For extracellular pH measurement cells were grown in 6 well plates (Sarstedt) at an initial density of 1.9 × 105 (KYSE410) or 3.8 × 105 (OE19) viable cells per flask for 72 hours during esomeprazole pre-treatment (LD50). Extracellular pH (pHe) of the culture medium was then measured after 72 hours of PPI treatment by pH211 Calibration Check Microprocessor pH Meter (Seven Multi Mettler Toledo, Germany).

Analysis of changes in expression of resistance-relevant miRNAs after PPI treatment

For assessment of a potential impact of PPI treatment on miRNA expression, 18 miRNA were selected from our own previous work (manuscript accepted). Briefly, we conducted experiments with cisplatin- and 5-FU resistant EAC and SCC cell lines and investigated the miRNA expression pattern of these resistant cell lines. From the miRNAs that showed differential expression between resistant and sensitive cell lines, we then selected 18 miRNA candidates that, according to current literature, have an important impact on chemotherapy resistance in cancer cells. For the purpose of this study, we refer to these miRNAs as “resistance-relevant”. Namely, we selected miR-16, miR-21, miR-23a, miR-24, miR-26a, miR-106, miR-141, miR-155, miR-196a, miR-200a, miR-200b, miR-200c, miR-221, miR-222, miR-296-5p, miR-376a, miR-429 and let-7i for this study.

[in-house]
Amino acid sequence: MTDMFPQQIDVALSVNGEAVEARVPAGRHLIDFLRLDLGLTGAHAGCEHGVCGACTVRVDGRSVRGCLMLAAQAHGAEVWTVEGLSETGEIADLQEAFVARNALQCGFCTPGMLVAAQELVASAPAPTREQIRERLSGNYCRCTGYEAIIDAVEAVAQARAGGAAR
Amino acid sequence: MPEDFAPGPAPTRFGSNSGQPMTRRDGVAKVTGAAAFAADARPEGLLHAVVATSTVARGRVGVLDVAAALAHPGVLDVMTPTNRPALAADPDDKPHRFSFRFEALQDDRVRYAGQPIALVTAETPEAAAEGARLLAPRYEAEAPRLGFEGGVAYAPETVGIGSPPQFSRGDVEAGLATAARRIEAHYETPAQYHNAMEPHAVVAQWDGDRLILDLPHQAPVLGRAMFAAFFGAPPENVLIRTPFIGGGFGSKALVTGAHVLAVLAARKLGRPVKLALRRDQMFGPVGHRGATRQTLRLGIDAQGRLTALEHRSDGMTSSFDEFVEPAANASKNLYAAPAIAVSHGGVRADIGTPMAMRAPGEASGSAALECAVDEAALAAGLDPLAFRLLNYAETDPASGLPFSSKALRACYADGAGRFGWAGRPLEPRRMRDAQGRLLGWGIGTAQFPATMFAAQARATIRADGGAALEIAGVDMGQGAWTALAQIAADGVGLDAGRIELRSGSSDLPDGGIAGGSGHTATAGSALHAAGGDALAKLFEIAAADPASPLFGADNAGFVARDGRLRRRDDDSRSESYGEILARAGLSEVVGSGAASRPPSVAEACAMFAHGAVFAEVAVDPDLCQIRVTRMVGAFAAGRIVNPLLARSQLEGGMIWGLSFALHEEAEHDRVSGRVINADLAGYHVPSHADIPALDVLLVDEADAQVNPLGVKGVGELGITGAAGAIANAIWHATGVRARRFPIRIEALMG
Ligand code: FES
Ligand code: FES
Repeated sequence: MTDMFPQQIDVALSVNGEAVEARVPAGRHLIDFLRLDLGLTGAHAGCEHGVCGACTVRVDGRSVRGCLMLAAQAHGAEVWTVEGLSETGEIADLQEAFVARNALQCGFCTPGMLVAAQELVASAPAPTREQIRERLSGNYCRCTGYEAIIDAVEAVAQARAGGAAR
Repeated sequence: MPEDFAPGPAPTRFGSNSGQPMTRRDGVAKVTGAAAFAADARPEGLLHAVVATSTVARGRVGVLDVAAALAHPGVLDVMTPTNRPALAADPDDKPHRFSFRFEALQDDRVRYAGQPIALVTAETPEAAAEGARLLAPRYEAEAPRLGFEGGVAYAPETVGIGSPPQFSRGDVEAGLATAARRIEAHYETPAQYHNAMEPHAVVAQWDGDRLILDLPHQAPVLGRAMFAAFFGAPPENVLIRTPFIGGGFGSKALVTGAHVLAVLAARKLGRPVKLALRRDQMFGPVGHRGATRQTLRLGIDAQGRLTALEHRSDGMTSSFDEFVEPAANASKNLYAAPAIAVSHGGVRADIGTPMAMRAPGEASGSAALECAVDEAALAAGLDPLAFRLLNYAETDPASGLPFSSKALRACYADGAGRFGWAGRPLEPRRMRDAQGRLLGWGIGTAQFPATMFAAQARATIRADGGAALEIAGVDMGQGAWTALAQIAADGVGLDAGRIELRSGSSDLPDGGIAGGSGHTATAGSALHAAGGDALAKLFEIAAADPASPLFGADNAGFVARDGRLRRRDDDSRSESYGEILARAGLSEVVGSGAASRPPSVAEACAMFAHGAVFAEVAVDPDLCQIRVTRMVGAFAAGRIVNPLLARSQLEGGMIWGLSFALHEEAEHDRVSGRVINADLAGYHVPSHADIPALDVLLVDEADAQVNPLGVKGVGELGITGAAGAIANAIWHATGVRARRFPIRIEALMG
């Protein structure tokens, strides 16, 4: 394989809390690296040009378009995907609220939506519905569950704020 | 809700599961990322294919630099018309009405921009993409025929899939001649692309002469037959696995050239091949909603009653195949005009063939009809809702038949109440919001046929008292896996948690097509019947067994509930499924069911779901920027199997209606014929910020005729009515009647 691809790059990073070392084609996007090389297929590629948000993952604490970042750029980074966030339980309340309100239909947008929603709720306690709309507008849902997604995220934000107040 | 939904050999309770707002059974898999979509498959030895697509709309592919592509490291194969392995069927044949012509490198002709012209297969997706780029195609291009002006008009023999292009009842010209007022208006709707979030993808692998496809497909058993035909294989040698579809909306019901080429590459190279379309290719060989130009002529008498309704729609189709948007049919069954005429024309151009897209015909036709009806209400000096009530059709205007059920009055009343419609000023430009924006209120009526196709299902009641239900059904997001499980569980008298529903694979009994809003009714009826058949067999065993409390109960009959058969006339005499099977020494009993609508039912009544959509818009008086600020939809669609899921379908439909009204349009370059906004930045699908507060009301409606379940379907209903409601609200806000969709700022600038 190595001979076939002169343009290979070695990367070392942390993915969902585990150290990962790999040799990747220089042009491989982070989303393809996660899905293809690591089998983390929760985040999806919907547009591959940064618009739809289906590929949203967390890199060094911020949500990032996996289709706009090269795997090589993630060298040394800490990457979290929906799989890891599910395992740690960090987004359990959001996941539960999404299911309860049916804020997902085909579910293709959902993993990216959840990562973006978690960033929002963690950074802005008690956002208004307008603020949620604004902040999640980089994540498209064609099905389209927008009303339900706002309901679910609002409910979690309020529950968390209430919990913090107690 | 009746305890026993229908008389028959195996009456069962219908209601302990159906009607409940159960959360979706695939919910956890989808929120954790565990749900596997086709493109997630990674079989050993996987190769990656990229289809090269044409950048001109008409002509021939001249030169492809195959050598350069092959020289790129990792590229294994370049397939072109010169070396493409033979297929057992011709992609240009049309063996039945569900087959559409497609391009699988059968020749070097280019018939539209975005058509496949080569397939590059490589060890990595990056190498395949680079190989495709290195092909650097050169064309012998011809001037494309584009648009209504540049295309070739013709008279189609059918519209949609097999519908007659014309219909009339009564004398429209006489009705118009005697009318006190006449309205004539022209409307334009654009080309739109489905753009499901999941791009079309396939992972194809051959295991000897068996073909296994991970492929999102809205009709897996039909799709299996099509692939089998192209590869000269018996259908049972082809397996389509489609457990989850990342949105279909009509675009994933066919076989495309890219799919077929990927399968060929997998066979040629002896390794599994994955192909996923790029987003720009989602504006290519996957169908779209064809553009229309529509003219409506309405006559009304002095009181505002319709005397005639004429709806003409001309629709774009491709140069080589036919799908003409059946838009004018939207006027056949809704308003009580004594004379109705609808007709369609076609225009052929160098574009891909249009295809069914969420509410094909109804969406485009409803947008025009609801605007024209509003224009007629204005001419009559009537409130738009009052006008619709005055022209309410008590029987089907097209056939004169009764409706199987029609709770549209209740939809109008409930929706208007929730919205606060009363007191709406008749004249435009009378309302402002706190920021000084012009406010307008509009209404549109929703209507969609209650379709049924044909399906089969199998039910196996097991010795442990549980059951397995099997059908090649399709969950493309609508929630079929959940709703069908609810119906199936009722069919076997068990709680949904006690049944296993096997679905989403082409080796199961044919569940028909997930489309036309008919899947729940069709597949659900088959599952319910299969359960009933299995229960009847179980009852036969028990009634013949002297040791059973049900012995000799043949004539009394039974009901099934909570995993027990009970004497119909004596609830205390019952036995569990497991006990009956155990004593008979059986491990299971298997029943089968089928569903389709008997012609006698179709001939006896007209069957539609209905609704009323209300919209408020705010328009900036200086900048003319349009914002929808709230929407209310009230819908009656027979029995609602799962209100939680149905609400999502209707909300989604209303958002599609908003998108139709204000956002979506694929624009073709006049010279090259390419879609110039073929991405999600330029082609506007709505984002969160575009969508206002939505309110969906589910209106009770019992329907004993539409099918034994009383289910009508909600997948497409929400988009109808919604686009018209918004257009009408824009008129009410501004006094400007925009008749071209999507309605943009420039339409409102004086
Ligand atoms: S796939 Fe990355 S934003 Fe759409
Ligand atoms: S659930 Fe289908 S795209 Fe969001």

The miScript PCR system (Qiagen, Germany) was then used to analyze miRNA expression of the resistance relevant miRNA candidates after PPI treatment (LD50). miScript assays were performed according to the manufacturer’s instructions. Briefly, for each sample, 500 ng of DNase pre-treated RNA was used for reverse transcription into cDNA. Following the manufacturer’s protocol, we utilized 4 μl miScript 5X RT Buffer, 1 μl Reverse Transcriptase and 5 μl nuclease-free water. Incubation of reagents was performed in a thermocycler (protocol: 60 minutes at 37°C, 5 minutes at 95°C, then a hold at 4°C). For real-time PCR, 2 μl of cDNA was mixed with 10 μl QuantiTect SYBR, 2 μl 10X miScript Universal Primer, 2 μl gene specific 10X miScript Primer Assay, and 4 μl nuclease-free water. All samples were assayed in triplicate reactions using a BioRad CFX 384 Real-Time System (Hercules/California USA). Quantitative analysis was performed using Bio-Rad CFX Manager 2.1. MiRNA expression data were normalized to the expression levels of SNORD25, SNORD44 and SNORD68, which displayed comparable expression across the different groups (data not shown).

Statistical analysis